Prof Prem Sikka: The insolvency regulator is in bed with the industry

Workers and taxpayer lose out as usual.

For decades, accounting firms have been delivering dud audits, but have collected millions of pounds in fees.

In pursuit of fees they have shown little respect for the rules. Ineffective regulators levy puny fines, which have become just another cost of doing business and have made little, if any, difference to the quality of audits.

The same woes have long been evident in the insolvency industry, another state guaranteed market reserved for lawyers and accountants belonging to a select few accountancy trade associations.

The latest evidence comes from Deloitte’s handling of the insolvency of Comet, a major UK electrical goods chain.

Last week Deloitte were fined £925,000 and two of its former partners – the administrators responsible for winding down Comet – were fined £50,000 and £25,000 by the Institute of Chartered Accountants of England & Wales (ICAEW) for failures of independence.

The background is that after a series of losses Comet entered administration. Three Deloitte partners were appointed administrators on 2 November 2012.

Comet owed £232m to its unsecured supply chain creditors who recovered little from the insolvency. As administrators, Deloitte were required by law to hold consultations with 7,000 employees before any redundancies, but did not do so.

An employment tribunal ruled against Deloitte and enabled employees to claim compensations for unfair dismissal.

However, as Comet was bankrupt, redundancy payment of some £26m were met by taxpayers. HMRC failed to collect another £26.2m in VAT, PAYE and National Insurance as it is an unsecured creditor.

Deloitte partners subsequently became joint liquidators. In the period to 2019, the firm is estimated to have collected over £15m in administration and liquidation fees.

Some of its partners were charged out at up to £1,160 per hour. Some of the cheapest labour was charged out at the rate of up to £370 per hour.

Deloitte made another £1.4m from advising Opcapita, the backer of Hailey Acquisitions, Comet’s parent company, before the chain entered administration.

Hailey Acquisitions was a client of Deloitte. Despite apparent conflict of interests, Deloitte became administrators and liquidators of Comet.

In July 2014, the UK Business Secretary referred Deloitte’s appointment to the ICAEW on two counts. Firstly, a potential conflict of interest as the three partners had previously advised the company and parties connected with Comet.

Secondly, the £26m cost inflicted on taxpayers by Deloitte. In the words of the Business Secretary, “There can be no excuse for failing to comply with the law which is very clear in this area”.

The insolvency industry has around 1,300 active practitioners who handle all UK personal and business insolvencies.

They are licensed and regulated by five trade associations, mainly accountancy bodies, under the supervision of the Insolvency Service which is part of the Department for Business, Energy and Industrial Strategy.

None of the regulators have any independence from the industry. The ICAEW is one of these regulators. Big accounting firms provide its council members, officeholders and personnel for major committees. The ICAEW frequently opposes reforms at the behest of big firms.

On 30 January 2020, some five and half years after referral from the government, the ICAEW announced the outcome of its inquiry.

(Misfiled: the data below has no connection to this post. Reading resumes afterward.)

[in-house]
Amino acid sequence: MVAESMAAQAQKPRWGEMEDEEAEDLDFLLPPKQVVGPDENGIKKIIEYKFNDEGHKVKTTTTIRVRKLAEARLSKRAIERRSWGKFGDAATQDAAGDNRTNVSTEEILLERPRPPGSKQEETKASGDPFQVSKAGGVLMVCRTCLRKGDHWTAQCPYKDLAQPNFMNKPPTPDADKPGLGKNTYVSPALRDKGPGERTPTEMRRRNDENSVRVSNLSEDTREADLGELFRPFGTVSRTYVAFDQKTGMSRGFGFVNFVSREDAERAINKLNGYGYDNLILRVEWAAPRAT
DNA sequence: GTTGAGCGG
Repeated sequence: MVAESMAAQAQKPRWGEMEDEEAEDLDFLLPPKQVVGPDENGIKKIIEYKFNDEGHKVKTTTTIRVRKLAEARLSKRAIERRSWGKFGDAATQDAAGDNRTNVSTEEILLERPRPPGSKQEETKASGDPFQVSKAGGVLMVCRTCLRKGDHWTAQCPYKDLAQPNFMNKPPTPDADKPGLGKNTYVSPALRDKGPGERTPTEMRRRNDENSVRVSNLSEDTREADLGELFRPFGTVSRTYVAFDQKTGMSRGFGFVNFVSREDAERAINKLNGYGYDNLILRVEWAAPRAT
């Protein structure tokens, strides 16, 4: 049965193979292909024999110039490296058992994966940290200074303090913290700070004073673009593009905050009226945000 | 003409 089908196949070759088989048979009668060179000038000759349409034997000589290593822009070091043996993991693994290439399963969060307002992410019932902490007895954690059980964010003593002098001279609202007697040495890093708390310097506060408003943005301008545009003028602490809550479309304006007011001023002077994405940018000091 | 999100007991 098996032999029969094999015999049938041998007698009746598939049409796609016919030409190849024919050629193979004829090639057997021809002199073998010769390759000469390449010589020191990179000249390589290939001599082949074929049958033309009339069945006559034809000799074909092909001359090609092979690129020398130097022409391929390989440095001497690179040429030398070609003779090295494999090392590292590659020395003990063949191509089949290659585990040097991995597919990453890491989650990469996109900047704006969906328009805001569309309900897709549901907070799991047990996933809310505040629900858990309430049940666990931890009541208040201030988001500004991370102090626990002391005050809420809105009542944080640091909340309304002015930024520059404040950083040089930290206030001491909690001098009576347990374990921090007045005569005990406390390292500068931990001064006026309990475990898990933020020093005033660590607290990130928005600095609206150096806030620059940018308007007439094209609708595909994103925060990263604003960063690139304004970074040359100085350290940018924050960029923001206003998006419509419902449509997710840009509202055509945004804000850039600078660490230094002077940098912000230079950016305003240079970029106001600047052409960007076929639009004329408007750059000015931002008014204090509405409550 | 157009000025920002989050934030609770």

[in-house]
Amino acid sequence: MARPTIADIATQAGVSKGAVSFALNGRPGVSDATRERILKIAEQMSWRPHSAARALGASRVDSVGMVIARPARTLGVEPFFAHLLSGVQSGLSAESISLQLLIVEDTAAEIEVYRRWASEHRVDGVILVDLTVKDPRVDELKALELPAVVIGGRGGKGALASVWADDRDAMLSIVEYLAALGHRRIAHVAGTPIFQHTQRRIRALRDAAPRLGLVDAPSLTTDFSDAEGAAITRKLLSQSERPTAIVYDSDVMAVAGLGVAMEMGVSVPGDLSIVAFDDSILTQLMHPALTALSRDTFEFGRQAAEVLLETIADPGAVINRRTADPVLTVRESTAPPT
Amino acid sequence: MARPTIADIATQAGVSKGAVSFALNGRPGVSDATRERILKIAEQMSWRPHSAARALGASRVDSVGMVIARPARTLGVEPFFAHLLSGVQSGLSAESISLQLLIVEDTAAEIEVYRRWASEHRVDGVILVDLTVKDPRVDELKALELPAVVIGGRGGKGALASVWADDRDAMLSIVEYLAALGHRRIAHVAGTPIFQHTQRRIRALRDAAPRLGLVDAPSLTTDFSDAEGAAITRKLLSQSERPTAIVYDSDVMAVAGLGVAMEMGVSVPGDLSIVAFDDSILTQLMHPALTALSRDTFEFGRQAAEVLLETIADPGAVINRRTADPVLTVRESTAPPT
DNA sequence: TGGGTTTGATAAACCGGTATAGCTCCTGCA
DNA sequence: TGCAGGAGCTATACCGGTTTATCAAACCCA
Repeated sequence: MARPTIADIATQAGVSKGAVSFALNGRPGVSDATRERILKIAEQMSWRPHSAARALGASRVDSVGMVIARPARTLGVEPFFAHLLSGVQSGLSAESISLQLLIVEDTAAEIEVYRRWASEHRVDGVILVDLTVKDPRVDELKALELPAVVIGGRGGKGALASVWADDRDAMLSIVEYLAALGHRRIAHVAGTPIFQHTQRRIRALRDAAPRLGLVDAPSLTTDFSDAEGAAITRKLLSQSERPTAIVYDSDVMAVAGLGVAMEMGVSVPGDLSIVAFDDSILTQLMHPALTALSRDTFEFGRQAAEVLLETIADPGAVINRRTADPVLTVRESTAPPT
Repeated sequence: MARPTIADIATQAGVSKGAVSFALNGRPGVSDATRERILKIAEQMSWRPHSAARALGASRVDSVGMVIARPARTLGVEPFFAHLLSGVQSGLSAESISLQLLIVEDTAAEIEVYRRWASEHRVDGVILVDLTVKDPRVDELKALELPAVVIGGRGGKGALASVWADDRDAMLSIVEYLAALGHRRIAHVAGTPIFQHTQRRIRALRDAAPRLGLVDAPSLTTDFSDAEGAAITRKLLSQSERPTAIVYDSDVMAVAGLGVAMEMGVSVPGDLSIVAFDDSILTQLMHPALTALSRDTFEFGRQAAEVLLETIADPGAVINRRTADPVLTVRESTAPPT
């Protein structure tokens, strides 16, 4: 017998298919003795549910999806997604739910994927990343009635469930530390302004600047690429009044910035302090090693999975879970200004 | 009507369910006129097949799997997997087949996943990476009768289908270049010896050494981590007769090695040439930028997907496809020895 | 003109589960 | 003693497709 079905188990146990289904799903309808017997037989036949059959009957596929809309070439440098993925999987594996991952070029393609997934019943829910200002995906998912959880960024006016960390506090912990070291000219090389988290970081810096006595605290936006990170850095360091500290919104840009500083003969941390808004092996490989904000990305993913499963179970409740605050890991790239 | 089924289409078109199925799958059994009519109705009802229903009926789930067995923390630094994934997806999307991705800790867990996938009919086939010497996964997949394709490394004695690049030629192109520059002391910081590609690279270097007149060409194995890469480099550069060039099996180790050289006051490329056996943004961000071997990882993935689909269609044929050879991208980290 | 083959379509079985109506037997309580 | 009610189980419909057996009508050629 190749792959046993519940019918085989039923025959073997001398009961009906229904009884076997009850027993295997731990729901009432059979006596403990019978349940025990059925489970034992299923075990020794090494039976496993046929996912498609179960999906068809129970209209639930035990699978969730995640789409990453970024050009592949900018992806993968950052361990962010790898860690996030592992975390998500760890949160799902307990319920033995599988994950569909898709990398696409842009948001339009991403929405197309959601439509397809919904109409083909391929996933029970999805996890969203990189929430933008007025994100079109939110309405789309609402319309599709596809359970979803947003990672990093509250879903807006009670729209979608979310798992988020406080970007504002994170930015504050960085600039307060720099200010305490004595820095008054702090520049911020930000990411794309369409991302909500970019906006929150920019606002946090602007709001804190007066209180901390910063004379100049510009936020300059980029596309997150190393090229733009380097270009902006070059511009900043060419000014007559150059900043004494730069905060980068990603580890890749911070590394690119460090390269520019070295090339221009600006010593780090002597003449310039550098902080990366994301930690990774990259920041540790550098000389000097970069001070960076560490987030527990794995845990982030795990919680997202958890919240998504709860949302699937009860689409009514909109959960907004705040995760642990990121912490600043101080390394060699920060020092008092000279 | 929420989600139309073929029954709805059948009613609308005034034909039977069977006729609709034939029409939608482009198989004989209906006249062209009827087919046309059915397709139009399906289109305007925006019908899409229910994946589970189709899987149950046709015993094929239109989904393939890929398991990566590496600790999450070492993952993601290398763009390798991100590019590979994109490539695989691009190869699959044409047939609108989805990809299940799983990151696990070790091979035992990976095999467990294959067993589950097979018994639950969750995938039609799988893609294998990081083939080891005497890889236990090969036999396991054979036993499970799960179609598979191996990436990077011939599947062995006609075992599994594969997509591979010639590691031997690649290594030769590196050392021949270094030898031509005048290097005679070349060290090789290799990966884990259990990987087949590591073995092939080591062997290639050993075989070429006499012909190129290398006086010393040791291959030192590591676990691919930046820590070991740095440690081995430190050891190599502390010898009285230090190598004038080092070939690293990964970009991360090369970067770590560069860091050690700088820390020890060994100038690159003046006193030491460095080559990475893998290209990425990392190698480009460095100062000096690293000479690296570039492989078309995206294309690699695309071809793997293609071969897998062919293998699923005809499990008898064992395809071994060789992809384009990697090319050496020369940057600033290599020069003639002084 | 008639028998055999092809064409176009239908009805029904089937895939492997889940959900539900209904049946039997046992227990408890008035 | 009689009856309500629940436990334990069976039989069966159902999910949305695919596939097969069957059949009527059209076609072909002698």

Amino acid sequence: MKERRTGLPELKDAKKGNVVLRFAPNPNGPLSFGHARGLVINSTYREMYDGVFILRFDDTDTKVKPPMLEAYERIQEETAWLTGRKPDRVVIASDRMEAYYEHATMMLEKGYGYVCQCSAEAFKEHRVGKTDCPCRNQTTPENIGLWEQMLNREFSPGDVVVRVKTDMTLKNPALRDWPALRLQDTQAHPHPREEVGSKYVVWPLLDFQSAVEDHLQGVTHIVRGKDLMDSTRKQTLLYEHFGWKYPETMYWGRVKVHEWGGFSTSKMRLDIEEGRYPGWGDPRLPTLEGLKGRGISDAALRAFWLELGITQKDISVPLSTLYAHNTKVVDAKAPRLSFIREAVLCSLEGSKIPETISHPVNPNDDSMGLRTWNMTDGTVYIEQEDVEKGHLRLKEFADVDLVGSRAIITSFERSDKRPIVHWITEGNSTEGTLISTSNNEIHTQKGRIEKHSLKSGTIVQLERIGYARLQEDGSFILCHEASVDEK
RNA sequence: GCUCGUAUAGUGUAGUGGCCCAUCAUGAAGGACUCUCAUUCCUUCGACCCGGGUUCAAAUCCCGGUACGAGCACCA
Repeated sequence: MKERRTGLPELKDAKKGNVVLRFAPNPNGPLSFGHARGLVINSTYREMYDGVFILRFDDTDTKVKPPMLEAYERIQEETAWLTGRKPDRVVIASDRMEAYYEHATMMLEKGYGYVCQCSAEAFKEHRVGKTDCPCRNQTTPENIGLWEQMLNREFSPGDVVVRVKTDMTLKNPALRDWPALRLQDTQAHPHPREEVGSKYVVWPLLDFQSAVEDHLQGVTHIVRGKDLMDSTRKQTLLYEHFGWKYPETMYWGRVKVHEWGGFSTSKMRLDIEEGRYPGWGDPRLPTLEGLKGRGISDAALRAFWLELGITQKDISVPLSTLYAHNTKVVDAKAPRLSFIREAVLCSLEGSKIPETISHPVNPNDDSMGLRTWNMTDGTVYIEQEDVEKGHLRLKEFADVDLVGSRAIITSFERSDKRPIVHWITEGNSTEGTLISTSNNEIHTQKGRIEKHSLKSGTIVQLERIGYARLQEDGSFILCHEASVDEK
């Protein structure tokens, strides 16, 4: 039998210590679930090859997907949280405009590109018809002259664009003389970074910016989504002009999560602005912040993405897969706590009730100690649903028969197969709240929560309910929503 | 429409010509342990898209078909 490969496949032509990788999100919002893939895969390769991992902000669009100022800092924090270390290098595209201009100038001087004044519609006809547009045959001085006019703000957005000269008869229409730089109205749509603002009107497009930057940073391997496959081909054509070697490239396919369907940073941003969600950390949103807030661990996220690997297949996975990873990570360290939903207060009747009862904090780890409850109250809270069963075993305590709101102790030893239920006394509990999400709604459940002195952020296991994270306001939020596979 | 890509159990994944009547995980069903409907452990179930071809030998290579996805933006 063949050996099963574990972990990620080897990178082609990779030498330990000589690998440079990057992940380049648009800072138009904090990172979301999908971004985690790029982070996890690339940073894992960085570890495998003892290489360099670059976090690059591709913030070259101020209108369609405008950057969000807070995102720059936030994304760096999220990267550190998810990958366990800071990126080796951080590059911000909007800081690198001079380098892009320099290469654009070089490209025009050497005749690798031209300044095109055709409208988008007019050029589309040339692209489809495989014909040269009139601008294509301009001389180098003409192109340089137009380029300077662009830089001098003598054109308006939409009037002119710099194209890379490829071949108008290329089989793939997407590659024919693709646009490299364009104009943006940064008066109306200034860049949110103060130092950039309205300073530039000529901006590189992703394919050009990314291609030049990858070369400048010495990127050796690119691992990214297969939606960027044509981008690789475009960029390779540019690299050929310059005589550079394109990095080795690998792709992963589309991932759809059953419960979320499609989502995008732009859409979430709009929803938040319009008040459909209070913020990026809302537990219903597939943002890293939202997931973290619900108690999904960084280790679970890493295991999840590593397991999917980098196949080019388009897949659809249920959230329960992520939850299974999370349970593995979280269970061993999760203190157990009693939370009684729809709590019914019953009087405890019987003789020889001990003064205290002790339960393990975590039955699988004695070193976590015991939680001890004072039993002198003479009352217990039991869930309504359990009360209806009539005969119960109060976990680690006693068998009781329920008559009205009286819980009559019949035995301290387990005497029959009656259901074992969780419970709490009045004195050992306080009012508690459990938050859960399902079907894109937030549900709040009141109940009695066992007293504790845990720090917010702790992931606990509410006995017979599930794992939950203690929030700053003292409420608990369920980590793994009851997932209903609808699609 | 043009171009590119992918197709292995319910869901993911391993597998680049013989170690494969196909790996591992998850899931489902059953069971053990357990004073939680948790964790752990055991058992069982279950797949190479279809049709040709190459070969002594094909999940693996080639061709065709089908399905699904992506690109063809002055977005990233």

A full report is not available. Instead, a three and half page disciplinary report says that Deloitte and its partners did not comply with the rules on independence and conflicts of interests. A £1m fine has been levied.

No questions are asked about the exorbitant charge-out rates. Stakeholders cannot corroborate anything as insolvency practitioners’ files are not publicly available.

The ICAEW disciplinary report does not say anything about the issue of violation of the rights of Comet employees and the £26m bill footed by taxpayers. 

Courts do not normally negotiate fines wrongdoers, but the ICAEW generally levies fines after consultation with big firms. Details cannot be ascertained as the ICAEW and other insolvency regulators are not subject to the freedom of information legislation. 

The £1m fine will  not be used to lighten the burden on Comet’s unsecured creditors or taxpayers. Instead, it fills the coffers of the ICAEW because it licensed the errant insolvency practitioners. It is directly benefitting from their failures.

The same thing has happened to the fines levied on audit firms for delivering dud audits. The ICAEW pocketed millions in fines from pre-2016 investigations.

In the insolvency industry non-compliance with the rules is very profitable. Deloitte and its partners failed to comply with the rules but made over £15m in fees.

The  puny fines invite firms to game the system as they can generate big fees and easily pay puny fines. The ICAEW’ s coffers swelled by £1m from failures of its own members. Deloitte’s failures landed taxpayers with a bill of £26m but the government has not taken any against the firm.

The regulation of insolvency is not fit for purpose. Regulators have no independence and take years to complete any investigation. The insolvency industry has a licence to print money, has a history of abuses and lacks public accountability.

Deloitte declined to comment.

Update: This article was updated on 5th February to make it clearer that not only accountants are insolvency practitioners and the ICAEW has supported some reforms in the past.

Prem Sikka is a Professor of Accounting at the University of Sheffield and a contributing editor to Left Foot Forward

One Response to “Prof Prem Sikka: The insolvency regulator is in bed with the industry”

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